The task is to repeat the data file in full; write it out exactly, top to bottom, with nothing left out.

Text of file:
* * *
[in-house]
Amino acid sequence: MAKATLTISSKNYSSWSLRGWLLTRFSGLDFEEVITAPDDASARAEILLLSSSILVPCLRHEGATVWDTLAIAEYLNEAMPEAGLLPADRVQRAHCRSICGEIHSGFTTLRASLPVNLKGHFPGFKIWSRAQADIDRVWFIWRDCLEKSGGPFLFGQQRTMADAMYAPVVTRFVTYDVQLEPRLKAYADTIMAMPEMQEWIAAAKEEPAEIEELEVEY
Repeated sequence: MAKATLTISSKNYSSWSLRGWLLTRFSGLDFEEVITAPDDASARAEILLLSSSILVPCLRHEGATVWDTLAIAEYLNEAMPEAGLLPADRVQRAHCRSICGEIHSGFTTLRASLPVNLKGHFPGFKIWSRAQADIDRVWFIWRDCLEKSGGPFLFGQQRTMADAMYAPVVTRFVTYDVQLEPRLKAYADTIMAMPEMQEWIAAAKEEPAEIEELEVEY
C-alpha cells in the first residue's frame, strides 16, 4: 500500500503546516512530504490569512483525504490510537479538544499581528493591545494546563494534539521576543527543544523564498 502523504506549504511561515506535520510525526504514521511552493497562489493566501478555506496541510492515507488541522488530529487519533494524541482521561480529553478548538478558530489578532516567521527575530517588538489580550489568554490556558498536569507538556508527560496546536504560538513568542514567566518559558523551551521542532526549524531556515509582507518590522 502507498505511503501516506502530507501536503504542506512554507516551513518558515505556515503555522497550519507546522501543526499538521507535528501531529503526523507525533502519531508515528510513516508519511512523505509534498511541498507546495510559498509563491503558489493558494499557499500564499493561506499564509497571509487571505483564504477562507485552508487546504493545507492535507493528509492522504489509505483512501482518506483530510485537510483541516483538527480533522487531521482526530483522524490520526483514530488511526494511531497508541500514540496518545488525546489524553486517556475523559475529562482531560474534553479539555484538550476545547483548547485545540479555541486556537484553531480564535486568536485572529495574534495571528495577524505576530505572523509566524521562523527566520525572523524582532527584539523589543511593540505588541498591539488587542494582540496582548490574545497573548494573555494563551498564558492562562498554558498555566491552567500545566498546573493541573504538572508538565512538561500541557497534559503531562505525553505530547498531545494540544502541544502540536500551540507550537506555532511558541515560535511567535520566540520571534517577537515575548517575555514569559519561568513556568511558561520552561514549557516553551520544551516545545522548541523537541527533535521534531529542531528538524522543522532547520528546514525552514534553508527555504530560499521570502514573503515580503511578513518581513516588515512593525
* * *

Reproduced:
[in-house]
Amino acid sequence: MAKATLTISSKNYSSWSLRGWLLTRFSGLDFEEVITAPDDASARAEILLLSSSILVPCLRHEGATVWDTLAIAEYLNEAMPEAGLLPADRVQRAHCRSICGEIHSGFTTLRASLPVNLKGHFPGFKIWSRAQADIDRVWFIWRDCLEKSGGPFLFGQQRTMADAMYAPVVTRFVTYDVQLEPRLKAYADTIMAMPEMQEWIAAAKEEPAEIEELEVEY
Repeated sequence: MAKATLTISSKNYSSWSLRGWLLTRFSGLDFEEVITAPDDASARAEILLLSSSILVPCLRHEGATVWDTLAIAEYLNEAMPEAGLLPADRVQRAHCRSICGEIHSGFTTLRASLPVNLKGHFPGFKIWSRAQADIDRVWFIWRDCLEKSGGPFLFGQQRTMADAMYAPVVTRFVTYDVQLEPRLKAYADTIMAMPEMQEWIAAAKEEPAEIEELEVEY
C-alpha cells in the first residue's frame, strides 16, 4: 500500500503546516512530504490569512483525504490510537479538544499581528493591545494546563494534539521576543527543544523564498 502523504506549504511561515506535520510525526504514521511552493497562489493566501478555506496541510492515507488541522488530529487519533494524541482521561480529553478548538478558530489578532516567521527575530517588538489580550489568554490556558498536569507538556508527560496546536504560538513568542514567566518559558523551551521542532526549524531556515509582507518590522 502507498505511503501516506502530507501536503504542506512554507516551513518558515505556515503555522497550519507546522501543526499538521507535528501531529503526523507525533502519531508515528510513516508519511512523505509534498511541498507546495510559498509563491503558489493558494499557499500564499493561506499564509497571509487571505483564504477562507485552508487546504493545507492535507493528509492522504489509505483512501482518506483530510485537510483541516483538527480533522487531521482526530483522524490520526483514530488511526494511531497508541500514540496518545488525546489524553486517556475523559475529562482531560474534553479539555484538550476545547483548547485545540479555541486556537484553531480564535486568536485572529495574534495571528495577524505576530505572523509566524521562523527566520525572523524582532527584539523589543511593540505588541498591539488587542494582540496582548490574545497573548494573555494563551498564558492562562498554558498555566491552567500545566498546573493541573504538572508538565512538561500541557497534559503531562505525553505530547498531545494540544502541544502540536500551540507550537506555532511558541515560535511567535520566540520571534517577537515575548517575555514569559519561568513556568511558561520552561514549557516553551520544551516545545522548541523537541527533535521534531529542531528538524522543522532547520528546514525552514534553508527555504530560499521570502514573503515580503511578513518581513516588515512593525